A (Very) Brief Overview of the Divorce Process

It is commonly held that one of the most stressful events a person can experience in life is a divorce.  Whether you are the one filing the divorce, or you are the one whose partner wants to move on, your world is suddenly being turned upside down.  Emotions begin to run high and rational thought is hard to come to. Suddenly, your thoughts turn to the following questions: What are we going to tell the kids?  How am I going to support myself and the children? How are we supposed to raise our children responsibly between two different homes? Can the children stay in their same school?  Can I afford to still live in my own home? Am I ever going to be able to retire now? What am I going to do about health insurance?

 

These questions are common concerns that our clients raise, and each one can have a significant impact on their stress levels.  Everything is changing. At these times, a good divorce attorney can help the client see the light at the end of the tunnel, no matter how far away it may seem.  My goal as a divorce lawyer is to assist the client continue to move forward in the process, and try and come to a mutual agreement with the other side, thereby helping to keep costs down.  Divorce agreements will typically include provisions for legal and physical custody of the children, parenting plans (often referred to as visitation schedules), child support, health insurance provisions, college education and extracurricular expenses, what to do with the personal property of the parties (bank accounts and the “knives and forks”), what is going to happen to the marital home, and how to divide retirement accounts.

 

When working out issues regarding the children, it is important to keep one question in mind…what is in the best interests of the children?  That is the only question the judge will be asking. During this stressful time in your life, you would be kidding yourself to believe your divorce is not affecting your children.  However, our goal should be for the children to be affected as little as absolutely possible during the divorce. Your lawyer can help guide you through these issues, and point out the strengths and weaknesses of your arguments and concerns.

 

In dealing with the property, everything that has been owned during the course of the marriage is considered “marital property” and “marital debt.”  The law in Massachusetts is that these items need to be divided between the parties fairly and equitably. This is one of those terms that keep lawyers employed.  What is the definition of “fair and equitable?” It could mean 50/50. It could mean 60/40. I have seen it be as much as 70/30. A lot will depend on the clients themselves, and their actions throughout the course of the marriage.  Another key factor will be the length of the marriage. Was it a marriage of only 2 years or was it over 20? Again, your attorney can help guide you to understand what “fair and equitable” means in your particular case.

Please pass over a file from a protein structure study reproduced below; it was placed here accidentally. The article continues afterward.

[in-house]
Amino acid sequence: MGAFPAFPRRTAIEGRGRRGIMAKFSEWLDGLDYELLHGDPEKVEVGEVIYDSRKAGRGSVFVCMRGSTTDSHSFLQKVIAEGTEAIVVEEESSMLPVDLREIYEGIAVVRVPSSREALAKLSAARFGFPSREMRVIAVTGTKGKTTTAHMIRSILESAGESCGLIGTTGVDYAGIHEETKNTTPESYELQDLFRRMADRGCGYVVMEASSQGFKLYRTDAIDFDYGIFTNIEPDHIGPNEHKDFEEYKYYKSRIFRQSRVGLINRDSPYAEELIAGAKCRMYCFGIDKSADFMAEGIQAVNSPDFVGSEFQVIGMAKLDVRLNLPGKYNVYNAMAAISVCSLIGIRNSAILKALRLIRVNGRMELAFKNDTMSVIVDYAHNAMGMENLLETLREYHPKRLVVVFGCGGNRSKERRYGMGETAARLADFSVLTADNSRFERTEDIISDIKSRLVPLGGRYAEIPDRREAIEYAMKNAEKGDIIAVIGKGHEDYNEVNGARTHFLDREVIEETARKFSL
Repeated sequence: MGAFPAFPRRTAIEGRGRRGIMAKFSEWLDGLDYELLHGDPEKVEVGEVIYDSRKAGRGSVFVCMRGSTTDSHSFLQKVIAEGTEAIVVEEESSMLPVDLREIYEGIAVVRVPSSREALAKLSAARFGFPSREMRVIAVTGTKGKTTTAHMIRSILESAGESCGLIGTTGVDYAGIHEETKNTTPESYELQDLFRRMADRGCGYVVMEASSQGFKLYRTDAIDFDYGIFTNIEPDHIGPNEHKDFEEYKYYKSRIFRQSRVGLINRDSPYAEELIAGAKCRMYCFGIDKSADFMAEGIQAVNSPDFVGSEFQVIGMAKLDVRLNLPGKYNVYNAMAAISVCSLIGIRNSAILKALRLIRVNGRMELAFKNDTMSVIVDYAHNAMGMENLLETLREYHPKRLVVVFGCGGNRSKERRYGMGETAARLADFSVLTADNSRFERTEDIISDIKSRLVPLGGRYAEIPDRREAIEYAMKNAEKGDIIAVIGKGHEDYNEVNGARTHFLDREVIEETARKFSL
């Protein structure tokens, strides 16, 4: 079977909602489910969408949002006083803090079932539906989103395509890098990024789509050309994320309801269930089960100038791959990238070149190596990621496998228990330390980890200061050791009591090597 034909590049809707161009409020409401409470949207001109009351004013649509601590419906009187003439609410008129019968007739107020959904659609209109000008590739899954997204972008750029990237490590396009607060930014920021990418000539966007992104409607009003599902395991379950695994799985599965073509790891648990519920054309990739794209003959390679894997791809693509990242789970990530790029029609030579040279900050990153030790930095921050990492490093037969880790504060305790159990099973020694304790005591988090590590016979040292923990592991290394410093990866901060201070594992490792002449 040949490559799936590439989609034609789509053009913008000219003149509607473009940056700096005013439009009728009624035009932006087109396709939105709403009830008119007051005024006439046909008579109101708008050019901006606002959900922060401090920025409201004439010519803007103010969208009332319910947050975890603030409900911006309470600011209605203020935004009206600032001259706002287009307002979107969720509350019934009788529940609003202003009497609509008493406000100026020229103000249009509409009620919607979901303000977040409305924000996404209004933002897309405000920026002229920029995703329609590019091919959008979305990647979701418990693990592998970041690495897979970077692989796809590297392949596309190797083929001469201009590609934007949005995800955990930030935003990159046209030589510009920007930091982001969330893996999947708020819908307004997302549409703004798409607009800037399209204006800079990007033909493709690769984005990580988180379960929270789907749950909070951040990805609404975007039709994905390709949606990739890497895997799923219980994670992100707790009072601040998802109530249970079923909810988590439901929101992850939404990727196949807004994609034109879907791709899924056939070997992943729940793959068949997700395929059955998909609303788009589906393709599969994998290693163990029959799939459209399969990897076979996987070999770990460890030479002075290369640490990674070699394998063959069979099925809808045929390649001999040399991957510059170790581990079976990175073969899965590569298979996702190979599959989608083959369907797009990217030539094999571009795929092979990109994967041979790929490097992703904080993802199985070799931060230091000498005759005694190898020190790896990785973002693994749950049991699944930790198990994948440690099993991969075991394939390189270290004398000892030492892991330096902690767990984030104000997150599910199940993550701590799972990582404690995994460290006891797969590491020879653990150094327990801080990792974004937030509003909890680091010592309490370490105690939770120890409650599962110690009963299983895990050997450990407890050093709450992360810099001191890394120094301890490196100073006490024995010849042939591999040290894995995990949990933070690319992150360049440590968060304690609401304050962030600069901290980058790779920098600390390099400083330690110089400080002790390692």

I am a firm believer that it is best for the clients to come to an agreement on their own.  Why would you want some stranger in a black robe, who really knows nothing about you or your children, to make all of the decisions in your case?  I prefer to let my clients be in the driver’s seat and make these decisions. However, in some cases, no matter how hard you try to come to an amicable resolution with the other side, a trial is unavoidable.  Trials are expensive, and they are extremely stressful. The key to success at that point is preparation. But make no mistake about it, you are giving up any control you had on the case once you walk into a trial.  Again, this is the time when a good divorce attorney can help provide the client with his/her best chances for a positive outcome.

 

Divorce is a stressful time.  Having a good family law and divorce lawyer helping you through the process can be an asset.  At the very least, it is always a good idea to consult with an attorney at the outset to help you understand the process and begin to protect your rights.  After all, the only person who has rights is the person who knows what those rights are.